Franks was the representative for New Jersey’s 7th congressional district and was a Republican. He served from 1993 to 2000.
Franks is shown as a purple triangle ▲ in our ideology-leadership chart below. Each dot was a member of the House of Representatives in 2000 positioned according to our ideology score (left to right) and our leadership score (leaders are toward the top).
The chart is based on the bills Franks sponsored and cosponsored from Jan 4, 1995 to Dec 15, 2000. See full analysis methodology.
Franks was the primary sponsor of 1 bill that was enacted:
Does 1 not sound like a lot? Very few bills are ever enacted — most legislators sponsor only a handful that are signed into law. But there are other legislative activities that we don’t track that are also important, including offering amendments, committee work and oversight of the other branches, and constituent services.
We consider a bill enacted if one of the following is true: a) it is enacted itself, b) it has a companion bill in the other chamber (as identified by Congress) which was enacted, or c) if at least about half of its provisions were incorporated into bills that were enacted (as determined by an automated text analysis, applicable beginning with bills in the 110th Congress).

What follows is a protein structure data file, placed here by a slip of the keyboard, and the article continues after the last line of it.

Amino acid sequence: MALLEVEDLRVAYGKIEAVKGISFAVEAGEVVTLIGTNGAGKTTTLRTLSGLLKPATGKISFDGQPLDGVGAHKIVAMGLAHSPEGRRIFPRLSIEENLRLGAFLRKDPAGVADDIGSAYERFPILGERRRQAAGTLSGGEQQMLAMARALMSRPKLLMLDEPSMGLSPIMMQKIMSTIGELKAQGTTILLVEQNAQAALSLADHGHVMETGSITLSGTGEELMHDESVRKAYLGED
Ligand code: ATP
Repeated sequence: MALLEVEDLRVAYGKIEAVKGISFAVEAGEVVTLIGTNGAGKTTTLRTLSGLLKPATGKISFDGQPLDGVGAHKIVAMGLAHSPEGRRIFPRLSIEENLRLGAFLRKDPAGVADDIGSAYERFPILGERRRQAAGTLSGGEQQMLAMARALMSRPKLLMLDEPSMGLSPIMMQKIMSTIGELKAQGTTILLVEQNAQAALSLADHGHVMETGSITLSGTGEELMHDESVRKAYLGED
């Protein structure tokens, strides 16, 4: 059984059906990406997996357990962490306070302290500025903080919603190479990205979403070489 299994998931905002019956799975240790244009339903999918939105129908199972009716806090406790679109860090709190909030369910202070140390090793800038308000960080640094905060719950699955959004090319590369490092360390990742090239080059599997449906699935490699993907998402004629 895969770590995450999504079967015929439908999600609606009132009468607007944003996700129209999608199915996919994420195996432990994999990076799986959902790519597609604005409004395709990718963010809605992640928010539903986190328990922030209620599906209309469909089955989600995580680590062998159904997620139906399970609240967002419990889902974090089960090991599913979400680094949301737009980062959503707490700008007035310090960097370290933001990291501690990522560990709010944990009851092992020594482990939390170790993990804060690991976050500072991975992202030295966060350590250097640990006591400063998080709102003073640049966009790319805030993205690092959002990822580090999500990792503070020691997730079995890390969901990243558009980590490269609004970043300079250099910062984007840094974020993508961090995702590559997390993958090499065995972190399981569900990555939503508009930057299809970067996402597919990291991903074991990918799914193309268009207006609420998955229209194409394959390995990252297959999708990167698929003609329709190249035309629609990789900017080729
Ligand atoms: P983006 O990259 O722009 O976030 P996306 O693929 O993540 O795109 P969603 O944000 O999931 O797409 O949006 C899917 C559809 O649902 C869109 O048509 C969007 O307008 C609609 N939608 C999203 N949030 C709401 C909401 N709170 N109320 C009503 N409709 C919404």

Franks sponsored bills primarily in these issue areas:
Government Operations and Politics (24%) Law (15%) Economics and Public Finance (13%) Science, Technology, Communications (12%) Commerce (11%) Labor and Employment (9%) Crime and Law Enforcement (9%) Families (8%)
Recently Introduced Bills
Franks recently introduced the following legislation:
- H.Res. 623 (106th): Regarding the adoption of Resolution 1322 by the Security Council of the …
- H.R. 5252 (106th): Release Our Reserve Now Act
- H.R. 5227 (106th): 21st Century Community Learning Centers Act
- H.R. 4849 (106th): Pipeline Safety Improvement Act of 2000
- H.R. 4519 (106th): Baylee’s Law
- H.R. 4433 (106th): Charitable Contribution Tax Relief Act of 2000
- H.R. 4076 (106th): Cybermolesters Enforcement Act of 2000
Most legislation has no activity after being introduced.
From Jan 1993 to Dec 2000, Franks missed 245 of 4,863 roll call votes, which is 5.0%. This is worse than the median of 3.0% among the lifetime records of representatives serving in Dec 2000. The chart below reports missed votes over time.
We don’t track why legislators miss votes, but it’s often due to medical absenses and major life events.
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The information on this page is originally sourced from a variety of materials, including: